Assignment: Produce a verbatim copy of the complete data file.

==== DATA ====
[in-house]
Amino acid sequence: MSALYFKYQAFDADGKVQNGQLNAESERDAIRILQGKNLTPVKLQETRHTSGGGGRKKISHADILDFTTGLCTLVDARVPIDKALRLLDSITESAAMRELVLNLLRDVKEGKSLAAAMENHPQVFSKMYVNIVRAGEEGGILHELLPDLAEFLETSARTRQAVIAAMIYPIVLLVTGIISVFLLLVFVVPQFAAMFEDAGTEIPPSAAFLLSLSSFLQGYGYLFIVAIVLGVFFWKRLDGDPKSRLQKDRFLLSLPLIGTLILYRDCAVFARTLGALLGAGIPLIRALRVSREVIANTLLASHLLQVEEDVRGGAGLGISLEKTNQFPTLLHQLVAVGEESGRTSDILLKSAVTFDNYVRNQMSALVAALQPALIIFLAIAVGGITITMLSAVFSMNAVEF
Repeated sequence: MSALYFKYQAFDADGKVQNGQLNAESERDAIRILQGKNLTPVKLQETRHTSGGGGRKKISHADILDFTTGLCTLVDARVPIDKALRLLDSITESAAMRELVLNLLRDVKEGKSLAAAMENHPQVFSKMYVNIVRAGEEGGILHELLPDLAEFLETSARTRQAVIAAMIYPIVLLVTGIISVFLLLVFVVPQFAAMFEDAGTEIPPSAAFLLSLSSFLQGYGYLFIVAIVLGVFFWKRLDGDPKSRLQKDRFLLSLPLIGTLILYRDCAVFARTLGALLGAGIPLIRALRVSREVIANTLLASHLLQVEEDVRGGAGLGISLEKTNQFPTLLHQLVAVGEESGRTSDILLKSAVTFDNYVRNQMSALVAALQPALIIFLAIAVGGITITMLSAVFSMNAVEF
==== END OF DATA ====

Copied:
[in-house]
Amino acid sequence: MSALYFKYQAFDADGKVQNGQLNAESERDAIRILQGKNLTPVKLQETRHTSGGGGRKKISHADILDFTTGLCTLVDARVPIDKALRLLDSITESAAMRELVLNLLRDVKEGKSLAAAMENHPQVFSKMYVNIVRAGEEGGILHELLPDLAEFLETSARTRQAVIAAMIYPIVLLVTGIISVFLLLVFVVPQFAAMFEDAGTEIPPSAAFLLSLSSFLQGYGYLFIVAIVLGVFFWKRLDGDPKSRLQKDRFLLSLPLIGTLILYRDCAVFARTLGALLGAGIPLIRALRVSREVIANTLLASHLLQVEEDVRGGAGLGISLEKTNQFPTLLHQLVAVGEESGRTSDILLKSAVTFDNYVRNQMSALVAALQPALIIFLAIAVGGITITMLSAVFSMNAVEF
Repeated sequence: MSALYFKYQAFDADGKVQNGQLNAESERDAIRILQGKNLTPVKLQETRHTSGGGGRKKISHADILDFTTGLCTLVDARVPIDKALRLLDSITESAAMRELVLNLLRDVKEGKSLAAAMENHPQVFSKMYVNIVRAGEEGGILHELLPDLAEFLETSARTRQAVIAAMIYPIVLLVTGIISVFLLLVFVVPQFAAMFEDAGTEIPPSAAFLLSLSSFLQGYGYLFIVAIVLGVFFWKRLDGDPKSRLQKDRFLLSLPLIGTLILYRDCAVFARTLGALLGAGIPLIRALRVSREVIANTLLASHLLQVEEDVRGGAGLGISLEKTNQFPTLLHQLVAVGEESGRTSDILLKSAVTFDNYVRNQMSALVAALQPALIIFLAIAVGGITITMLSAVFSMNAVEF